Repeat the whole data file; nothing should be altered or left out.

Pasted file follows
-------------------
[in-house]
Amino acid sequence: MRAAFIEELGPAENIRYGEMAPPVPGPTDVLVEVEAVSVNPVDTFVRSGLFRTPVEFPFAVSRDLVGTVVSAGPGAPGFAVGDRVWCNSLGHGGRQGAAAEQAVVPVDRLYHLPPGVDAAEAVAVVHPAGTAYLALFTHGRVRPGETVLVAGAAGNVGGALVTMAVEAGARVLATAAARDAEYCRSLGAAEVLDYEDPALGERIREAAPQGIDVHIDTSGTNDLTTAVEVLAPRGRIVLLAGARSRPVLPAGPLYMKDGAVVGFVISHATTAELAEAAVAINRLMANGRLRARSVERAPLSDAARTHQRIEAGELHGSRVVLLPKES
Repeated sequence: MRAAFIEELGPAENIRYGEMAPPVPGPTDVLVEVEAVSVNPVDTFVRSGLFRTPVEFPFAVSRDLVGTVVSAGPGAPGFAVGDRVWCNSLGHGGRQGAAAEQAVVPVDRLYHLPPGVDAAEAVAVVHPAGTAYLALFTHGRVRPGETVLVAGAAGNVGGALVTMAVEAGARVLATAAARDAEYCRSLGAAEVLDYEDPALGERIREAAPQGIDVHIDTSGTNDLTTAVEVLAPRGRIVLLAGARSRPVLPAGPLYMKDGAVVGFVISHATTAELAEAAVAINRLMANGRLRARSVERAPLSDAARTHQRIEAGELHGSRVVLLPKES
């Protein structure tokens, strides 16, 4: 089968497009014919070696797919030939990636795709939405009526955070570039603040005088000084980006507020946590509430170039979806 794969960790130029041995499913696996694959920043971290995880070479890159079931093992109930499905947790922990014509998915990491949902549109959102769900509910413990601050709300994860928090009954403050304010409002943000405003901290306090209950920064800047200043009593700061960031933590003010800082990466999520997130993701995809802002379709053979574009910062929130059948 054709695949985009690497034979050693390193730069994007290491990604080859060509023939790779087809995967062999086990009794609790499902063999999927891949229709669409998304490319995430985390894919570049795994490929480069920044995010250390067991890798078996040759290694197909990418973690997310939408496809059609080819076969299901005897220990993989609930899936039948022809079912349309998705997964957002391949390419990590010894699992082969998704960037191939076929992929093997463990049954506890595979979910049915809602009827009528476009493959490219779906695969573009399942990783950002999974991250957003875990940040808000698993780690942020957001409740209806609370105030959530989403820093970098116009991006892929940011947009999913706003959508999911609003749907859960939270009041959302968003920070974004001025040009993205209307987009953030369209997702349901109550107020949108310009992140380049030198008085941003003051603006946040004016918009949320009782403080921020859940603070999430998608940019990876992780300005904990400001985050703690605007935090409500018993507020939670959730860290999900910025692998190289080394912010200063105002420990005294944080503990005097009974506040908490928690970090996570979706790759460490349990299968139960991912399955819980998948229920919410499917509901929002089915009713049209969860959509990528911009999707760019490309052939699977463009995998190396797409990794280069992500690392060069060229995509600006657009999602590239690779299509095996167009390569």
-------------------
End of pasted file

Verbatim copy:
[in-house]
Amino acid sequence: MRAAFIEELGPAENIRYGEMAPPVPGPTDVLVEVEAVSVNPVDTFVRSGLFRTPVEFPFAVSRDLVGTVVSAGPGAPGFAVGDRVWCNSLGHGGRQGAAAEQAVVPVDRLYHLPPGVDAAEAVAVVHPAGTAYLALFTHGRVRPGETVLVAGAAGNVGGALVTMAVEAGARVLATAAARDAEYCRSLGAAEVLDYEDPALGERIREAAPQGIDVHIDTSGTNDLTTAVEVLAPRGRIVLLAGARSRPVLPAGPLYMKDGAVVGFVISHATTAELAEAAVAINRLMANGRLRARSVERAPLSDAARTHQRIEAGELHGSRVVLLPKES
Repeated sequence: MRAAFIEELGPAENIRYGEMAPPVPGPTDVLVEVEAVSVNPVDTFVRSGLFRTPVEFPFAVSRDLVGTVVSAGPGAPGFAVGDRVWCNSLGHGGRQGAAAEQAVVPVDRLYHLPPGVDAAEAVAVVHPAGTAYLALFTHGRVRPGETVLVAGAAGNVGGALVTMAVEAGARVLATAAARDAEYCRSLGAAEVLDYEDPALGERIREAAPQGIDVHIDTSGTNDLTTAVEVLAPRGRIVLLAGARSRPVLPAGPLYMKDGAVVGFVISHATTAELAEAAVAINRLMANGRLRARSVERAPLSDAARTHQRIEAGELHGSRVVLLPKES
């Protein structure tokens, strides 16, 4: 089968497009014919070696797919030939990636795709939405009526955070570039603040005088000084980006507020946590509430170039979806 794969960790130029041995499913696996694959920043971290995880070479890159079931093992109930499905947790922990014509998915990491949902549109959102769900509910413990601050709300994860928090009954403050304010409002943000405003901290306090209950920064800047200043009593700061960031933590003010800082990466999520997130993701995809802002379709053979574009910062929130059948 054709695949985009690497034979050693390193730069994007290491990604080859060509023939790779087809995967062999086990009794609790499902063999999927891949229709669409998304490319995430985390894919570049795994490929480069920044995010250390067991890798078996040759290694197909990418973690997310939408496809059609080819076969299901005897220990993989609930899936039948022809079912349309998705997964957002391949390419990590010894699992082969998704960037191939076929992929093997463990049954506890595979979910049915809602009827009528476009493959490219779906695969573009399942990783950002999974991250957003875990940040808000698993780690942020957001409740209806609370105030959530989403820093970098116009991006892929940011947009999913706003959508999911609003749907859960939270009041959302968003920070974004001025040009993205209307987009953030369209997702349901109550107020949108310009992140380049030198008085941003003051603006946040004016918009949320009782403080921020859940603070999430998608940019990876992780300005904990400001985050703690605007935090409500018993507020939670959730860290999900910025692998190289080394912010200063105002420990005294944080503990005097009974506040908490928690970090996570979706790759460490349990299968139960991912399955819980998948229920919410499917509901929002089915009713049209969860959509990528911009999707760019490309052939699977463009995998190396797409990794280069992500690392060069060229995509600006657009999602590239690779299509095996167009390569």